Towards REDD+ implementation: Strengthening governance and law enforcement in Indonesia and Brazil through policy coordination and international cooperation
At the 18th Conference of the Parties (COP18) to the United Nations Framework Convention on Climate Change (UNFCCC) in Doha, Qatar, 26 November - 7 December 2012, the negotiations on designing a global scheme for Reducing Emissions from Deforestation and Forest Degradation and conservation, sustainable management of forests and enhancement of forest carbon stocks in developing countries (REDD+) made limited progress, as both the SBSTA and the AWG-LCA agreed to carry over most of the outstanding decisions on modalities for national forest monitoring systems and forest carbon MRV(*) as well as finance mechanisms to the next SBSTA and SBI sessions, and workshops to be held prior to COP19.
However, on the sidelines of this COP in Doha, two of the three countries most relevant for REDD+ given their tropical forest area, namely Indonesia and Brazil (the third country is Democratic Republic of Congo [DRC]), , , made significant domestic progress on moving forward with REDD+ to present to the international community. REDD+ negotiators and other representatives from both countries highlighted and discussed the latest achievements in moving toward REDD+ implementation at various side events.
Mr. Kuntoro Mangkusubroto at the High-Level Dinner Briefing
Both at the Indonesia REDD+ High-Level Dinner Briefing and one of Brazil’s REDD+ side events, the Head of the REDD+ Task Force, Mr Kuntoro Mangkusubroto, presented Indonesia’s progress in designing and implementing REDD+. So far, institutions and funding instruments, including the central Fund for REDD+ in Indonesia (FREDDI), have been designed and, for the first time, a digital map of primary forest and peatland has been made accessible to the public. A safeguard protocol, entitled the Principles, Criteria and Indicators for REDD+ Safeguards in Indonesia (PRISAI) has also been developed. In 2013 the government plans to focus on implementation, by establishing a REDD+ Agency, extending its REDD+ programme to a second pilot province (next to Central Kalimantan), creating a funding instrument and launching a MRV system at the subnational level. It will be crucial to ensure that the REDD+ Agency, which will report directly to the Indonesian President, does not add complexity or bureaucracy to REDD+ governance, but is indeed “empowered to go beyond standard coordination”, as Mr Mangkusubroto emphasised. Civil society representatives expressed their satisfaction with the progress made, but called for further action, particularly in terms of enhancing indigenous people’s rights.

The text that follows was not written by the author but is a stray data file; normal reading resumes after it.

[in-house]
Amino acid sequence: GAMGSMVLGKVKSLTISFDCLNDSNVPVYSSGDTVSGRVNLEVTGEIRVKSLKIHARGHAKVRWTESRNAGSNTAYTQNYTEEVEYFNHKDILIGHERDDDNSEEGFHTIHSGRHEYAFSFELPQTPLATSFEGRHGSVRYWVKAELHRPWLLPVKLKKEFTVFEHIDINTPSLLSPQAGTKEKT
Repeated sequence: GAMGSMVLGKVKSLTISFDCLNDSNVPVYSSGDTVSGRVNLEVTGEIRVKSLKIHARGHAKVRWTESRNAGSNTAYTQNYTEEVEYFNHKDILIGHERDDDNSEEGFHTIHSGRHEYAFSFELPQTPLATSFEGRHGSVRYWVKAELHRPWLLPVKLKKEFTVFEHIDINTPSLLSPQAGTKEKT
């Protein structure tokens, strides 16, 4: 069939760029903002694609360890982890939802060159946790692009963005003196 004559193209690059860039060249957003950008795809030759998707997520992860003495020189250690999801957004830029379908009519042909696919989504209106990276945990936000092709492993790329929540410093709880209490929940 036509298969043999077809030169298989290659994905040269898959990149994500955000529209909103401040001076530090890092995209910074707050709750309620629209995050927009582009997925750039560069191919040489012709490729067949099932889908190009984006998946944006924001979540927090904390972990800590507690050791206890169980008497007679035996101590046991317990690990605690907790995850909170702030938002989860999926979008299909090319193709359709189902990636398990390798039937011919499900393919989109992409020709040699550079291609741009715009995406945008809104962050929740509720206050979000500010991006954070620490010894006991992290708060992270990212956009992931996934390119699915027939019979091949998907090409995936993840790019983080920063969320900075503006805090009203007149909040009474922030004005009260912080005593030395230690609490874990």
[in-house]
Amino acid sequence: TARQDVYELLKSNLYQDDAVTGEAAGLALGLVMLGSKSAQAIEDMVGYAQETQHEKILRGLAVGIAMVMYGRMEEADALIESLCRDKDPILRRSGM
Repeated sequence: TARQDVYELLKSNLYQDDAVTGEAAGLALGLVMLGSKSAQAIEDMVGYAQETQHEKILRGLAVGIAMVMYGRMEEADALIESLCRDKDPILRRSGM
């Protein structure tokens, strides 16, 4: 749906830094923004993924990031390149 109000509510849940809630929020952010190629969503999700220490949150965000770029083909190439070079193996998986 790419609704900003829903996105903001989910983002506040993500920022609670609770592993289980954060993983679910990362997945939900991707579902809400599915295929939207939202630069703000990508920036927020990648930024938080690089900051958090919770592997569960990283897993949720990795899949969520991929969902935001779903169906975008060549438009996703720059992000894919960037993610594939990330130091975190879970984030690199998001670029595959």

At one of Brazil’s side events, the country’s Minister of the Environment, Ms Izabella Teixeira, presented the latest trend of deforestation in the Brazilian Amazon, which has undergone an 83% reduction as compared to the last peak in 2004. According to the panelists, the main reasons for this dramatic decrease have been the establishment of an inter-ministerial permanent workgroup, the coordination of forest monitoring systems, particularly remote sensing, and law enforcement, as well as the focus on selected municipalities. However studies indicate another reason, namely the trend of market prices for agricultural commodities such as soya. As an example of several technological instruments available in Brazil, the Real-Time Deforestation Detection System (DETER) collects satellite images on a daily basis, providing useful information for law enforcement agencies.
The Amazon Fund, with Norway as its largest donor, has enabled this progress in forest monitoring. It is remarkable that about 20% of the Fund is now spent outside the Amazon region, and largely for South-South cooperation with Indonesia and the DRC. At one of the side events, Norway’s Minister of the Environment, Mr Bard Vegar Solhjell, announced a new contribution of one billion Norwegian Kroner (approx. USD 178 million) to the Fund.
In conclusion, the cases of Indonesia and Brazil, which have been the main targets of REDD+ finance provided by international donors, show that international funding and national commitment can have a positive impact in addressing deforestation. The experience of both countries also underlines the importance of combining both an improving of forest monitoring and forest sector governance, including the social and environmental REDD+ safeguards, for a long term solution to deforestation and forest degradation through a sustainable forest management of forests.
*Measuring, reporting and verifying
*** The contents of this commentary are the opinions of the author(s) and do not reflect the views of IGES.